Our shops run like they do for many reasons. The culture we have developed, our policies and procedures, and the way we pay our technicians. Chances are the pay plan you are using was decided long ago. It’s easy to decide on something and then forget about it. It may be time to take another look at how you currently pay your technicians. What factors caused you to choose flat rate or an hourly pay plan? Do those reasons still hold true to your present situation? Let’s evaluate the pros and cons of both pay plans as a review. Ask yourself if the way you are paying your technicians is still the best way to achieve the vision and goals you have for your company. It may be time to re-think the entire system of technician compensation. Also, when doing so, make sure your pay plan follows all your local, state and federal regulations.

Flat rate pay

This system puts emphasis on production. The technician is only paid for the billable hours produced. It keeps the cost of labor in line. These are beneficial to the shop because the cost of labor ratio will always stay in balance. But like so many things, there are some unintended consequences. Technicians on this plan have a survivalist mentality, from the beginning of the pay period to the end. The primary thing they think about is turning hours. In fact, it may be the only thing they think about.

Consider a simple brake job. Think about some of the things that separate a high-quality brake job from just slapping on a set of new brake pads: cleaning the caliper and rotor, hanging caliper so the hose is not kinked or pulled, removing caliper bracket and slide bolts, cleaning and lubricating them thoroughly, machining the rotor or cleaning the new rotor, wire brushing or even sand blasting the hub contact area, wire brushing lug and stud bases to remove rust and debris, lubricating all metal to metal contact points, and replacing hardware, etc. My point is that there is a good chance a flat rate technician will cut some corners in the interest of beating the clock.

A problem could result if your service adviser sold your customer a professional brake job, but they received a backyard-style pad slap. The flat rate pay plan puts the technician into the production only mindset. This type of thinking can also mean your technicians take no pride in shop cleanliness, the care of equipment, or their team mates for that matter. It is a dog-eat-dog mentality that erodes everything you are trying to build, except possibly billable hours.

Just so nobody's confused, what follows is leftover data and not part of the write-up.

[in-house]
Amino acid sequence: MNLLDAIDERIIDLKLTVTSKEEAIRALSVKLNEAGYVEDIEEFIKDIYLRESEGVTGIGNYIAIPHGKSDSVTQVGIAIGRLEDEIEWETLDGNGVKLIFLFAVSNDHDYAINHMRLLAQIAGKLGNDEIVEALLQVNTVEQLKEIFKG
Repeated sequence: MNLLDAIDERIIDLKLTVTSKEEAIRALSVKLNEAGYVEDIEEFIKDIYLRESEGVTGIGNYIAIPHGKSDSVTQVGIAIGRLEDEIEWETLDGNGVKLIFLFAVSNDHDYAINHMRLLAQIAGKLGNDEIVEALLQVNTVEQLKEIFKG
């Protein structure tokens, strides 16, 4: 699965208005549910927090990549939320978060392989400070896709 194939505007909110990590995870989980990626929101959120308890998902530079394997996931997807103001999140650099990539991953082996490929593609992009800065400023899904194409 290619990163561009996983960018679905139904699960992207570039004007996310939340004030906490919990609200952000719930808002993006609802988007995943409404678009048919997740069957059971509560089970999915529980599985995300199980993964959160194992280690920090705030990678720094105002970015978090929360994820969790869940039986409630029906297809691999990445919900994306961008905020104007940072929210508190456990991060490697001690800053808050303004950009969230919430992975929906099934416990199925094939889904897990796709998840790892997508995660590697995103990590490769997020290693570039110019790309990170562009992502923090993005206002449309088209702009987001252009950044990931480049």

Hourly pay

The hourly pay system has been around forever. What kind of behavior does this pay plan create? This plan encourages attendance more than other things. An hourly technician is not going to compete with other technicians to get the next job. He may take his time on the job he is completing. This pay system allows time to do a quality job. The problem can be that the technician may spend his time on anything, not necessarily on doing a quality job. Many times, technicians who are on this pay plan only produce about 60% to 70% of the time they are on the clock. This makes a huge difference in total business and your cost of labor. If you pay $28/hour x 40 hours, your technician’s gross pay is $1,120. Divide this pay by the 28 billable hours they produced, which is 70% production, and it cost you $40 per hour. This will put your labor cost way out of line. This pay plan also brings the need for overtime. Teamwork may benefit from paying hourly, but not necessarily. Most techs try to get jobs they prefer doing. Everyone wants the next gravy job more than the intermittent drivability problem. An hourly technician is often fine with waiting for parts or authorizations. The mindset is to stay clocked in more than to focus on time management. This will create equilibrium where the technician knows how many hours to produce to meet his financial needs and to keep the manager or owner of the shop from pushing him for more production. This will become his comfort zone. This situation limits your shop in many ways.